12.19.2014 | Friday


category: Book Reviews

Deliriumtitle: Delirium
author: Lauren Oliver
series: Delirium #1
published: 7 February 2012
publisher: HarperCollins
genre(s): dystopian, romance
pages: 401
source: bought
format: eBook
buy/shelve it: Amazon | B&N | BookBub | Goodreads

rating: five-stars | series rating: four-stars

the blurb

Ninety-five days, and then I'll be safe. I wonder whether the procedure will hurt. I want to get it over with. It's hard to be patient. It's hard not to be afraid while I'm still uncured, though so far the deliria hasn't touched me yet. Still, I worry. They say that in the old days, love drove people to madness. The deadliest of all deadly things: It kills you both when you have it and when you don't.

my review

Why did I wait so long to start reading this amazing series?!  I love the premise of this story, that love is not only the root of all that is wrong with the world, but a disease in and of itself.  The implications are terrifying, the thought processes and sheer control of the government in their attempt to subdue basic human emotions in the name of social order.

I love, love, love dystopian fiction.  Every dystopia is the result of an attempt at Utopia, an attempt that goes horribly wrong.  It is chilling to see different aspects of our own world seen in a different way, seen by the new society as the root of all problems.  These novels make you think, make you question your values, your beliefs, your priorites.   They make you ask what price you are willing to pay for a “better” world?  And is what you’re striving for really what you want?

In this one, it is love that is the root of all that is wrong with the world, a basic human emotion that is wiped out in the name of peaceful society, with often horrific results.  It is interesting that this is a society based on social order and science, and yet so much of what is done to the citizens is barbaric.  Every aspect of life is controlled.  Every social norm, every law… all in place because of the views on the destructive nature of love.  It is terrifying.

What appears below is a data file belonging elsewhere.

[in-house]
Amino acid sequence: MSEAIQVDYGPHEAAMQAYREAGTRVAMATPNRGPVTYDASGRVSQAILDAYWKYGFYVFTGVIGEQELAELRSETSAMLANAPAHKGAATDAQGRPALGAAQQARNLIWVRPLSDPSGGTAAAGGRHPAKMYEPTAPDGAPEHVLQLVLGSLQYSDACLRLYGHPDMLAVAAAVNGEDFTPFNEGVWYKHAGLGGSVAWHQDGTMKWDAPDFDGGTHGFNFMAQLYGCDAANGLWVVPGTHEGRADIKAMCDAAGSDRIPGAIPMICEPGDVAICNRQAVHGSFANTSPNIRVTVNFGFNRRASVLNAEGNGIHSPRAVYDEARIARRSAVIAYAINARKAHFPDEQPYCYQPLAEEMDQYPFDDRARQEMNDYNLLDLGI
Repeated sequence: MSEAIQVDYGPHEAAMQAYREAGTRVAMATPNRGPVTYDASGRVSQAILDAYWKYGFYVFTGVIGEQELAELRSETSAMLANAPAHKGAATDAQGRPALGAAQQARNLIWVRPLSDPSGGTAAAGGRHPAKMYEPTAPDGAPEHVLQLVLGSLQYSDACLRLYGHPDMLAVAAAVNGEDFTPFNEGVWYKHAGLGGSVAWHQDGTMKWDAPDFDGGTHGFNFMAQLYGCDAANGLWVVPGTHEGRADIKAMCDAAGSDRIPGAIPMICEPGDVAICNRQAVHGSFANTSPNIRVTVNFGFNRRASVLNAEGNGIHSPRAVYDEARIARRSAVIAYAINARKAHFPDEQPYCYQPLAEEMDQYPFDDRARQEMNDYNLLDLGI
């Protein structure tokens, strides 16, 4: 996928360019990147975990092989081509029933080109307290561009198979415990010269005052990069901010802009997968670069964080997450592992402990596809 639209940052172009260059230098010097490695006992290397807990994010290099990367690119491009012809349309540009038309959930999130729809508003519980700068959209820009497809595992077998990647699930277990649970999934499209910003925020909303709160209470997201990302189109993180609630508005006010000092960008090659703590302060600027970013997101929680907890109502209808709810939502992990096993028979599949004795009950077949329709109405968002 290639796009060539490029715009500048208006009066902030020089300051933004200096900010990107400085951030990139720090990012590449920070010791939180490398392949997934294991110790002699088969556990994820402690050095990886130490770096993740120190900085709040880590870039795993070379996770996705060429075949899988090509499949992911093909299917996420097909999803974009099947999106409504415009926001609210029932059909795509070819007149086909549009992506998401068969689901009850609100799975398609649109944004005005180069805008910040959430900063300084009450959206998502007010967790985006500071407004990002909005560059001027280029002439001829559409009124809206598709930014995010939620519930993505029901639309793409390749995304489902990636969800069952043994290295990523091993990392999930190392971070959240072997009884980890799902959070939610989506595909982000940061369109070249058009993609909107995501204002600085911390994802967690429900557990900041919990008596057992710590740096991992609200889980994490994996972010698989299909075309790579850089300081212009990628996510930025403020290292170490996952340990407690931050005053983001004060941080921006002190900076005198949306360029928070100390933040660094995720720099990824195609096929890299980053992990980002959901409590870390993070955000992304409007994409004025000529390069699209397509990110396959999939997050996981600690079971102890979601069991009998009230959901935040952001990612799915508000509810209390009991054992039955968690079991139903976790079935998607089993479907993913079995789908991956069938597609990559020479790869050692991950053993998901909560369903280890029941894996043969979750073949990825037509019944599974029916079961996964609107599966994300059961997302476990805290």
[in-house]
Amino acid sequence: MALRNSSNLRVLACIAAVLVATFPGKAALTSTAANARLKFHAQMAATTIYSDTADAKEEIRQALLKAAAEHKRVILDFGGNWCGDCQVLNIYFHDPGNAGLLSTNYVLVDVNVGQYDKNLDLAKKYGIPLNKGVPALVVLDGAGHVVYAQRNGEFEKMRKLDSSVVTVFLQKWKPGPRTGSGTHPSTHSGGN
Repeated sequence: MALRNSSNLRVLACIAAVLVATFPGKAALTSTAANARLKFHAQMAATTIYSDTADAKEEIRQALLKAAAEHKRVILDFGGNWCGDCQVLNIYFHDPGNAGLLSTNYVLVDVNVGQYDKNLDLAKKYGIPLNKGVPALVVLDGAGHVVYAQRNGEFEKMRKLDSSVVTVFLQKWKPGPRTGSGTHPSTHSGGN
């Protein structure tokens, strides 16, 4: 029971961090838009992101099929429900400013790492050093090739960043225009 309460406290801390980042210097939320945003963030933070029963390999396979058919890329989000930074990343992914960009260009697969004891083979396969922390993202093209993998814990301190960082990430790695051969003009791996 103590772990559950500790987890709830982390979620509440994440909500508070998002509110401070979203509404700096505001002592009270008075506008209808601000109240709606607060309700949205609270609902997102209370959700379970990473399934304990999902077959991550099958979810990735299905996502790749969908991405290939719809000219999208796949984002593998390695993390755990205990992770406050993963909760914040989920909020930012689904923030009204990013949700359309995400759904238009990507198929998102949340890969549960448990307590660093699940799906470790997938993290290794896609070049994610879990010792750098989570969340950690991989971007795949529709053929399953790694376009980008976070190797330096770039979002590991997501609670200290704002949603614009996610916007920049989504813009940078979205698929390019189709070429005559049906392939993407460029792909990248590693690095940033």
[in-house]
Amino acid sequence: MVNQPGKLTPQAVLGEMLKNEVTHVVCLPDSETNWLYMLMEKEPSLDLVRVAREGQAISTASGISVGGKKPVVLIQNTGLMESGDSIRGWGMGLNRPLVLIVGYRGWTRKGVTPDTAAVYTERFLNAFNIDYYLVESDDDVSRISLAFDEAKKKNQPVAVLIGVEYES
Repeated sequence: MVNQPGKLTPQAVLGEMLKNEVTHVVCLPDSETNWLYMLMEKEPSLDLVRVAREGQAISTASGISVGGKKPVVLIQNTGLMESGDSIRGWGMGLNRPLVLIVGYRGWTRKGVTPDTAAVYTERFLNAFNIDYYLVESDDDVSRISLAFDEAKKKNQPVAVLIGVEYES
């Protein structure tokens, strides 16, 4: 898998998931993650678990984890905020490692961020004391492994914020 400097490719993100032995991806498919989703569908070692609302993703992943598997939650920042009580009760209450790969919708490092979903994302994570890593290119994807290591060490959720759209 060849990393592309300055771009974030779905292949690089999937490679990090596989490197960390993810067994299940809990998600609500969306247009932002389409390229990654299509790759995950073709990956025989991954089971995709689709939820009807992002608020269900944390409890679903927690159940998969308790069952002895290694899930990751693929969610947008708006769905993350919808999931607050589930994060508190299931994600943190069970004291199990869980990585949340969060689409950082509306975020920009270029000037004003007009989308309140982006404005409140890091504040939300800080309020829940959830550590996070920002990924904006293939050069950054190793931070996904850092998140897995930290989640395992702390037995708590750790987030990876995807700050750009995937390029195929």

Lena is a fantastic heroine, spending her life believing in the society’s views on love and life.  She yearns for her turn to be cured, wanting nothing more than to be assured of her safety and future.  Her best friend Hana is the wild child, flying in the face of the rules.  Lena’s transformation is slow, caught between her fear of deliria and the overwhelming feeling that there just might be something more.  But she isn’t Hana.  She is a bit timid, and has her own baggage to add to her fear.  But then she meets Alex and he opens her eyes to the world she lives in.  Everything she thought she knew about her life, her past, and her future flips and nothing will ever be the same for her again.

The ending.  Oh, the ending.  I am still having a hard time dealing with it and I am almost done with the second book as I am writing this.  And that is all I am going to say about that!

Things to love…

  • Lena.  She wasn’t a cookie cutter heroine.  When we meet her, she is a bit timid, fully in line with the social order.  Her transformation is slow and considered and I liked that.
  • Hana.  She’s a contradiction, seemingly everything Lena is not.  Brave, fearless, rebellious.  Yet, in the end, it is Lena that risks everything, not Hana.
  • Alex.  There is so much more to him than just a love interest.  He is deep and represents everything that should be in their world.

This is a fantastic dystopian read, with a chilling premise!

About Lauren Oliver

Lauren Oliver comes from a family of writers and so has always (mistakenly) believed that spending hours in front of the computer every day, mulling over the difference between “chortling” and “chuckling,” is normal. She has always been an avid reader.

She attended the University of Chicago, where she continued to be as impractical as possible by majoring in philosophy and literature. After college, she attended the MFA program at NYU and worked briefly as the world’s worst editorial assistant, and only marginally better assistant editor, at a major publishing house in New York. Her major career contributions during this time were flouting the corporate dress code at every possible turn and repeatedly breaking the printer. Before I Fall is her first published novel.

She is deeply grateful for the chance to continue writing, as she has never been particularly good at anything else.

Rating Report
Overall: five-stars

reading challenges:

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